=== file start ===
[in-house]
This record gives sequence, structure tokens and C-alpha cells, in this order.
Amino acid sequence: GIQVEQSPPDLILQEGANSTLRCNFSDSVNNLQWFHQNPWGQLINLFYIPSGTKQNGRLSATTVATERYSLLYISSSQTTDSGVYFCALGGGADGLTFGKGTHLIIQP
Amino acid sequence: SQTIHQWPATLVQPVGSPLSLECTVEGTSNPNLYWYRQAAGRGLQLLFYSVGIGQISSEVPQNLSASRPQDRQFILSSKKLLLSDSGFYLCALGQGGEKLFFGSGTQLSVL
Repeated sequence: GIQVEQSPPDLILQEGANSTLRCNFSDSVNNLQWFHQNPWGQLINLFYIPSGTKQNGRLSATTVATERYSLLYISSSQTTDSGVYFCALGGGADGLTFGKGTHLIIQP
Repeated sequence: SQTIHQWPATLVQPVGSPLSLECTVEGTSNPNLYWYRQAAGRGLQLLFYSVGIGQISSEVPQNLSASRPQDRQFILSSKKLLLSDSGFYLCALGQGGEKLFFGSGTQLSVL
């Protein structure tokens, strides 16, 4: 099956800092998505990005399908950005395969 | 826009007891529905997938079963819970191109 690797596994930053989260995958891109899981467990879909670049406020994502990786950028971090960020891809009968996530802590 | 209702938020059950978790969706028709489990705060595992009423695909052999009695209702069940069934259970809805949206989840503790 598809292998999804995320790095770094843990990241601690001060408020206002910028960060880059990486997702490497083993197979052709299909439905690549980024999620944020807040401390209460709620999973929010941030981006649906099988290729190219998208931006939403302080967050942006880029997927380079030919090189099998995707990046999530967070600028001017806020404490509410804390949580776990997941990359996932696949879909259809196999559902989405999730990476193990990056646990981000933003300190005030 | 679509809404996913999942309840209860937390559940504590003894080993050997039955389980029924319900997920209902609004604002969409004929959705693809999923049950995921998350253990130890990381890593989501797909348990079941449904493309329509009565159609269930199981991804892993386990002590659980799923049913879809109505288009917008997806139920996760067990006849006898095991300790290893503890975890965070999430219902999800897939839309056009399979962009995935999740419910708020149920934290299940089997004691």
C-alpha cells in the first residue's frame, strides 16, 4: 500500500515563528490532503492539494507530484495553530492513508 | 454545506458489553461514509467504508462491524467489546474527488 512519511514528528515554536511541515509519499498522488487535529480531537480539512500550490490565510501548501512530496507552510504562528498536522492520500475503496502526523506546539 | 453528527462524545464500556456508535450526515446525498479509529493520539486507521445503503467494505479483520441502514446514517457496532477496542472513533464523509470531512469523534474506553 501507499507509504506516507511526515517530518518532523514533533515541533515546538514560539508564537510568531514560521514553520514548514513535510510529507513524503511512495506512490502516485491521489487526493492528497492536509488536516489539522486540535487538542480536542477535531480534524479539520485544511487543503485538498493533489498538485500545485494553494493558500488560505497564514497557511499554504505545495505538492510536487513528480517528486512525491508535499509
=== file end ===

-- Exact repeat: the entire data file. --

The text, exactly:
[in-house]
This record gives sequence, structure tokens and C-alpha cells, in this order.
Amino acid sequence: GIQVEQSPPDLILQEGANSTLRCNFSDSVNNLQWFHQNPWGQLINLFYIPSGTKQNGRLSATTVATERYSLLYISSSQTTDSGVYFCALGGGADGLTFGKGTHLIIQP
Amino acid sequence: SQTIHQWPATLVQPVGSPLSLECTVEGTSNPNLYWYRQAAGRGLQLLFYSVGIGQISSEVPQNLSASRPQDRQFILSSKKLLLSDSGFYLCALGQGGEKLFFGSGTQLSVL
Repeated sequence: GIQVEQSPPDLILQEGANSTLRCNFSDSVNNLQWFHQNPWGQLINLFYIPSGTKQNGRLSATTVATERYSLLYISSSQTTDSGVYFCALGGGADGLTFGKGTHLIIQP
Repeated sequence: SQTIHQWPATLVQPVGSPLSLECTVEGTSNPNLYWYRQAAGRGLQLLFYSVGIGQISSEVPQNLSASRPQDRQFILSSKKLLLSDSGFYLCALGQGGEKLFFGSGTQLSVL
């Protein structure tokens, strides 16, 4: 099956800092998505990005399908950005395969 | 826009007891529905997938079963819970191109 690797596994930053989260995958891109899981467990879909670049406020994502990786950028971090960020891809009968996530802590 | 209702938020059950978790969706028709489990705060595992009423695909052999009695209702069940069934259970809805949206989840503790 598809292998999804995320790095770094843990990241601690001060408020206002910028960060880059990486997702490497083993197979052709299909439905690549980024999620944020807040401390209460709620999973929010941030981006649906099988290729190219998208931006939403302080967050942006880029997927380079030919090189099998995707990046999530967070600028001017806020404490509410804390949580776990997941990359996932696949879909259809196999559902989405999730990476193990990056646990981000933003300190005030 | 679509809404996913999942309840209860937390559940504590003894080993050997039955389980029924319900997920209902609004604002969409004929959705693809999923049950995921998350253990130890990381890593989501797909348990079941449904493309329509009565159609269930199981991804892993386990002590659980799923049913879809109505288009917008997806139920996760067990006849006898095991300790290893503890975890965070999430219902999800897939839309056009399979962009995935999740419910708020149920934290299940089997004691």
C-alpha cells in the first residue's frame, strides 16, 4: 500500500515563528490532503492539494507530484495553530492513508 | 454545506458489553461514509467504508462491524467489546474527488 512519511514528528515554536511541515509519499498522488487535529480531537480539512500550490490565510501548501512530496507552510504562528498536522492520500475503496502526523506546539 | 453528527462524545464500556456508535450526515446525498479509529493520539486507521445503503467494505479483520441502514446514517457496532477496542472513533464523509470531512469523534474506553 501507499507509504506516507511526515517530518518532523514533533515541533515546538514560539508564537510568531514560521514553520514548514513535510510529507513524503511512495506512490502516485491521489487526493492528497492536509488536516489539522486540535487538542480536542477535531480534524479539520485544511487543503485538498493533489498538485500545485494553494493558500488560505497564514497557511499554504505545495505538492510536487513528480517528486512525491508535499509